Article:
Written by: AP on 26/06/2009 01:01:12

Despite the huge impact exerted by Coalesce on the experimental hardcore scene, it isn't a name that usually rings any bells. And it's not just because of the esoteric nature of the genre, unapologetic and merciless in its approach to music, but also because the band has always preferred to remain rather an acquired taste; because they walk the talk and refuse to compromise their surgically honed sound. There simply is no other band that sounds like Coalesce and now, ten years since the release of the band's last album "0:12 Revolution in Just Listening", they have resurfaced to unleash one of the most interesting (and surely anticipated) records of the year: "Ox".

But that the hype surrounding this release was next to non-existent is no surprise considering the band's tumultuous past, what with your standard in-house feuding, financial troubles and intermittent bouts of members leaving and rejoining because of religious differences, not to mention the scores of other (often seminal) projects its members are and have been involved with, not least The Get Up Kids or the cryptic solo project Reggie And The Full Effect which some readers here are bound to be familiar with. People simply lost faith in Coalesce convalescing and who can blame them? But from the unexpected often rise the greatest of surprises, and fortunately "Ox" delivers a first-class slap in the face of these non-believers.

No quiet instrumental intro; but the monumental weight of the bass guitar accompanied by Sean Ingram's abrasive roar are what meet you when opener "The Plot Against My Love" rolls in like a right hook to your temple, and from there onwards it's much like a backstreet beating. Seriously, the volume of these songs is immense - and much of that owes to their slow tempo. But first and foremost it is Jr's extraordinary and, dare I say it, unparalleled drumming which ties down the melodic dust from Jes Steineger's guitar work (which deserves a paragraph of its own) and gives the album its raw force.

What's most intriguing about the "Ox" experience is that unlike most textbook stuff that spins in my drive, Joey Sturgis has been kept at bay and instead every instrument enjoys equal prominence in the mix. That means nothing goes unheard, which is paramount given the mathematic nature of the music, quirky and playful as often as it is heavy and uncompromising. Just listen to the Western intro in "Wild Ox Moan", the strange, acoustic interlude "Where Satire Sours" or the schizophrenic vocal/guitar work in "In My Wake, For My Own" just to name a few examples. Even more novel is the fact that most of the guitar work on "Ox" appears to have been completely improvised on-the-spot ("By What We Refuse" in particular bears proof to such claims).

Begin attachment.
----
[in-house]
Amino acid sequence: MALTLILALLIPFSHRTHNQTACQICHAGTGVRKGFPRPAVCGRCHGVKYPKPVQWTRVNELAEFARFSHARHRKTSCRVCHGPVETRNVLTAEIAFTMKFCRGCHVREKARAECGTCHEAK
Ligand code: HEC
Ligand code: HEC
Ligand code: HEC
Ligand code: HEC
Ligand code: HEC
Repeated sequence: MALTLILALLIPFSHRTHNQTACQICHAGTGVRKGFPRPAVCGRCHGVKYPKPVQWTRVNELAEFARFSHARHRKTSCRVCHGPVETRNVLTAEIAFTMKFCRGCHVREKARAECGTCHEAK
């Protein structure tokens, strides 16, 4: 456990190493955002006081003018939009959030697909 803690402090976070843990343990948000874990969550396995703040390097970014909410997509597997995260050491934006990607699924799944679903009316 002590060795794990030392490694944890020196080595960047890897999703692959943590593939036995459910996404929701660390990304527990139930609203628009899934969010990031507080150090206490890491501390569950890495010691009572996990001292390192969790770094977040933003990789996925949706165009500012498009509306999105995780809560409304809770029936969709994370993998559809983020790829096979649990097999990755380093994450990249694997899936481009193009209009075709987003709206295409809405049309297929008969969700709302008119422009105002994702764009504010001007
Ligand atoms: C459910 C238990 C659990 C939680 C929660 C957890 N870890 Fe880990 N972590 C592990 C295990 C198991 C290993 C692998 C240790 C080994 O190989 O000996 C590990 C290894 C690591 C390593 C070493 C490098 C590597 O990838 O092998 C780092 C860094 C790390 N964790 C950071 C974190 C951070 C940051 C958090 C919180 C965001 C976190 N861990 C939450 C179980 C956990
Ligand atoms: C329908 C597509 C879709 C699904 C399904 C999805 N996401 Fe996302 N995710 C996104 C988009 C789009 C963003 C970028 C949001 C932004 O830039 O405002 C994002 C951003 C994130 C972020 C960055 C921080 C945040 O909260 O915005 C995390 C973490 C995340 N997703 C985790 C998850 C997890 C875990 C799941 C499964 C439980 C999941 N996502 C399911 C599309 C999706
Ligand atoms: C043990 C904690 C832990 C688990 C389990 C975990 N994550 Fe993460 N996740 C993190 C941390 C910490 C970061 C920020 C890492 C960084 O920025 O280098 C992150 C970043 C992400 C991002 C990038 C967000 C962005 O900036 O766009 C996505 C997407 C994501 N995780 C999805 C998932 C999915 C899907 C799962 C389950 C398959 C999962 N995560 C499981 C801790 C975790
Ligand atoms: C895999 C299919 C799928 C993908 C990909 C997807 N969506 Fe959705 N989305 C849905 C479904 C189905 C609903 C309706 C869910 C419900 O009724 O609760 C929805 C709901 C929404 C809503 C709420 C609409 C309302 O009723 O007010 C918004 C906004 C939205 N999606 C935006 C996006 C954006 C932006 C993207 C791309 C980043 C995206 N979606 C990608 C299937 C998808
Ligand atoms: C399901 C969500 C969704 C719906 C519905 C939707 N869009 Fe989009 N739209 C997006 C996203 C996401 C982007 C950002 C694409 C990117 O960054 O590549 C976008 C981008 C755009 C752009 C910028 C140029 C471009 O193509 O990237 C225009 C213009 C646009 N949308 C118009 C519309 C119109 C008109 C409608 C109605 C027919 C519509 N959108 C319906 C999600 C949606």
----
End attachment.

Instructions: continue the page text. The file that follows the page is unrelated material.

And yet as mentioned in the lengthy preamble, there is no chest full of gold waiting at the end of the rainbow for Coalesce because most listeners will dismiss it as pointless noise. After all, Coalesce once helped pioneer the 'mathcore' genre and "Ox" is retrospective in that respect: nothing has been compromised, and the band strives to please only itself. Indeed, if your foot is not already firm in this genre, "Ox" is not the place to start. It is difficult and frustrating to listen to, but when it reveals itself, and it will reveal itself to the patient, its intricate structure and the sheer amount of detail in each song become almost overwhelming.

Download: The Plot Against My Love, Wild Ox Moan, In My Wake, For My Own, By What We Refuse

For the fans of: Botch, The Chariot, Converge, The Dillinger Escape Plan

Listen: Myspace

Release date 15.06.2009


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